In December 2014, Kenyan Anti-Terrorism Police Unit officers confessed to Al-Jazeera that they were responsible for almost 500 of the extrajudicial killings. The murders reportedly totaled several hundred homicides every year. They included the assassination of Abubaker Shariff Ahmed "Makaburi", an Al-Shabaab associate from Kenya, who was among 21 Muslim radicals allegedly murdered by the Kenyan police since 2012. According to the agents, they resorted to killing after the Kenyan police could not successfully prosecute terror suspects. In doing so, the officers indicated that they were acting on the direct orders of Kenya's National Security Council, which consisted of the Kenyan President, Deputy President, Chief of the Defence Forces, Inspector General of Police, National Security Intelligence Service Director, Cabinet Secretary of Interior, and Principal Secretary of Interior. Kenyan President Uhuru Kenyatta and the National Security Council of Kenya members denied operating an extrajudicial assassination program. Additionally, the officers suggested that Western security agencies provided intelligence for the program, including the whereabouts and activities of government targets. They asserted that Britain supplied further logistics in the form of equipment and training. One Kenyan officer within the Council's General Service Unit also indicated that Israeli instructors taught them how to kill. The head of the International Bar Association, Mark Ellis, cautioned that any such involvement by foreign nations would constitute a breach of international law. The United Kingdom and Israel denied participation in the Kenyan National Security Council's reported death squads, with the UK Foreign Office indicating that it had approached the Kenyan authorities over the charges.
Beginning in the 1960s, the African National Congress (ANC) and its ally, the South African Communist Party (SACP) and Pan-Africanist Congress (PAC), began a campaign to topple South Africa's NP-controlled Government. Both the ANC's armed wing, Umkhonto we Sizwe (MK), and South African security forces routinely engaged in bombings and targeted killings, both at home and abroad. Particularly notorious was the Necklacing of black teenagers and also the South African Police's counter-insurgency unit C10, commanded by Colonel Eugene de Kock and based on the Vlakplaas farm west of Pretoria.
During the early 1990s, the National Party and the ANC were forced to the negotiating table by sanctions of the international anti-Apartheid movement. After universal-suffrage elections were held in 1994, the National Party was somewhat peacefully voted out from power and its members were either absorbed by the ANC or went on to be part of the future Democratic Alliance. Since 1994, the South African Government elections have been won by the ANC, though the Democratic Alliance has strength in the Afrikaans-majority Western Cape, and the new EFF party is growing in support amongst frustrated young black voters.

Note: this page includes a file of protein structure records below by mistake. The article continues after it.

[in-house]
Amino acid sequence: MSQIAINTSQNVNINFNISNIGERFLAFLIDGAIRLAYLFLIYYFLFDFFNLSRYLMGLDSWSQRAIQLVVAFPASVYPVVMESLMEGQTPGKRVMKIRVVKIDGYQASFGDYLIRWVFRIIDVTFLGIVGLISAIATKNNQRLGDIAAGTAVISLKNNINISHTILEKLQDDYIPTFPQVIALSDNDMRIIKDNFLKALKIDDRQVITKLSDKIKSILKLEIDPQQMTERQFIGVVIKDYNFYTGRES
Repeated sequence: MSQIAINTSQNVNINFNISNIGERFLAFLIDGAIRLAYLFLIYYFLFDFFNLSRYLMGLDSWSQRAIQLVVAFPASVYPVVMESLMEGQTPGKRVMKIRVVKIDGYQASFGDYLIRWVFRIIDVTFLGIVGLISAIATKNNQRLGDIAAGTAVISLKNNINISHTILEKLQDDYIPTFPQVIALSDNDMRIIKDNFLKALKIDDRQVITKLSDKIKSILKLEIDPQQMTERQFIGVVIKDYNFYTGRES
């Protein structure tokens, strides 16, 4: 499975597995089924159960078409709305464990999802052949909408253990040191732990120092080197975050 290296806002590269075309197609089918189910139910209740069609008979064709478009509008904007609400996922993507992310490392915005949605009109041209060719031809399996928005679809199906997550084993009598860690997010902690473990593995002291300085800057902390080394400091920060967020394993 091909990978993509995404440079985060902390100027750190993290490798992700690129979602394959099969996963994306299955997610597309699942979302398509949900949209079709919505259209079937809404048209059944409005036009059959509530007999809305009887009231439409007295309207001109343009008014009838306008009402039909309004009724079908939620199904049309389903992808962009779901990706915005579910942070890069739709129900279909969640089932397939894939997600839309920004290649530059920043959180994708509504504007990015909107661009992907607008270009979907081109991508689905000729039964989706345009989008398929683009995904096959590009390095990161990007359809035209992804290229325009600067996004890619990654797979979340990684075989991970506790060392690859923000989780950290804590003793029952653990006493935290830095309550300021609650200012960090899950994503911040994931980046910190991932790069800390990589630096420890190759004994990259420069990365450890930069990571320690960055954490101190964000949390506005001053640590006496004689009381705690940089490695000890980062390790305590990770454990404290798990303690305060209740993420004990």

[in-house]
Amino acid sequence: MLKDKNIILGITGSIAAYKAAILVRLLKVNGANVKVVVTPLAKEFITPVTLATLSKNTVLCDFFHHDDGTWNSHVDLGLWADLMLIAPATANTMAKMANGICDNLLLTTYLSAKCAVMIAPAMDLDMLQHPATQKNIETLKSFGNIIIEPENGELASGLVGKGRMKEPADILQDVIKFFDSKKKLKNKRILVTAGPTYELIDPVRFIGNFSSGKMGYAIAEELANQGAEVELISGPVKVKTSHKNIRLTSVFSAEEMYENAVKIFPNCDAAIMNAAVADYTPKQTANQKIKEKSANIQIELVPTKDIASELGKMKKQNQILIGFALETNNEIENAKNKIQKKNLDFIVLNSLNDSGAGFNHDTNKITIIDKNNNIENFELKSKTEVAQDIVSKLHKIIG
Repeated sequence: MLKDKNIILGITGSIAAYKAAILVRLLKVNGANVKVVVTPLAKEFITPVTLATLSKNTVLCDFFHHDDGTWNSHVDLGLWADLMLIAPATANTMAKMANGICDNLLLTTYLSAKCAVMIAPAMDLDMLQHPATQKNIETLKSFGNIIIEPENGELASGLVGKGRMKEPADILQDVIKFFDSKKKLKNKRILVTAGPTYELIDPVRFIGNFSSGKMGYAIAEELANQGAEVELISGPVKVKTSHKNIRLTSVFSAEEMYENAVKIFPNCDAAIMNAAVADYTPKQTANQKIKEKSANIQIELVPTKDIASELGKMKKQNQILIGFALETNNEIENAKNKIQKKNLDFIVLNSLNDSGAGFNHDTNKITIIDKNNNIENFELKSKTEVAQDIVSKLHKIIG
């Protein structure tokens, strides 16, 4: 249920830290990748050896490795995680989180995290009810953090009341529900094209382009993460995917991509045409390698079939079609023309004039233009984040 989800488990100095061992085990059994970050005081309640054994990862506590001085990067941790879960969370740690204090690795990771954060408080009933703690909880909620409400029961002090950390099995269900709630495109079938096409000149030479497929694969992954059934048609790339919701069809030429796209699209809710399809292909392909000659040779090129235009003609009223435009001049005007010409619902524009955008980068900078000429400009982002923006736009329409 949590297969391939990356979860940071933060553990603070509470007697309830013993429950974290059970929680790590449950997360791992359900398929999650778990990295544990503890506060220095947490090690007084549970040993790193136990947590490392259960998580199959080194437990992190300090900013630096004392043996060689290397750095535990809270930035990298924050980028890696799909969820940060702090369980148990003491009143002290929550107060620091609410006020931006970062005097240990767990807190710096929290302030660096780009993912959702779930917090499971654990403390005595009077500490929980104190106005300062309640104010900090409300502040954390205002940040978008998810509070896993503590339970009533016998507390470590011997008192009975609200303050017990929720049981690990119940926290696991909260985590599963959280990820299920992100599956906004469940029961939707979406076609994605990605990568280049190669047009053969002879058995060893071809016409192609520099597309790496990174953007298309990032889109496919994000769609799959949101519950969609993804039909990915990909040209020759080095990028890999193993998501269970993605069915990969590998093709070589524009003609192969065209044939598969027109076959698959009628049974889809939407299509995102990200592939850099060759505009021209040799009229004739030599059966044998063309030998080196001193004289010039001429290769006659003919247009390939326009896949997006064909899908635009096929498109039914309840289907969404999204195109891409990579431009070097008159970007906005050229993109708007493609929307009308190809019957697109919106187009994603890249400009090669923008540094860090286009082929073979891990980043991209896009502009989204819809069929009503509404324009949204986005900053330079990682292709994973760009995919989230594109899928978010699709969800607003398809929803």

Since the fall of Apartheid, death squad violence conducted by both the National Party and the ANC have been investigated by the Truth and Reconciliation Commission.
From 1971 to 1979, Ugandan dictator Idi Amin set up death squads to murder enemies of the state.
After the dictatorship of Rafael Trujillo there was a paramilitary force known la Patrulla 42, or just la 42, that used state terrorism to deploy fear in the population. During the 12-year regime of Joaquín Balaguer, the Frente Democrático Anticomunista y Antiterrorista, most known as la Banda Colorá, continued the practices of la 42.
For more than seven decades following the Mexican Revolution, the Mexican State was a One-party state ruled by the Partido Revolucionario Institucional (PRI). During this era, death squad tactics were routinely used against suspected enemies of the state.
During the 1920s and 1930s, the PRI's founder, President Plutarco Elías Calles, used death squads against Mexico's Roman Catholic majority. Calles explained his reasons in a private telegram to the Mexican Ambassador to the French Third Republic, Alberto José Pani Arteaga. "...Catholic Church in Mexico is a political movement, and must be eliminated in order to proceed with a Socialist government free of religious hypnotism which fools the people... within one year without the sacraments, the people will forget the faith..."
Calles and his adherents used the Mexican Army and police, as well as paramilitary forces like the Red Shirts, to abduct, torture, and execute priests, nuns, and actively religious laity. Mexican Catholics were also routinely hanged from telegraph poles along the railroad lines. Prominent victims of the Mexican State's campaign against Catholicism include the teenager Jose Sanchez del Rio, the Jesuit priest Father Miguel Pro, and the Christian Pacifist Anacleto González Flores. (see also Saints of the Cristero War).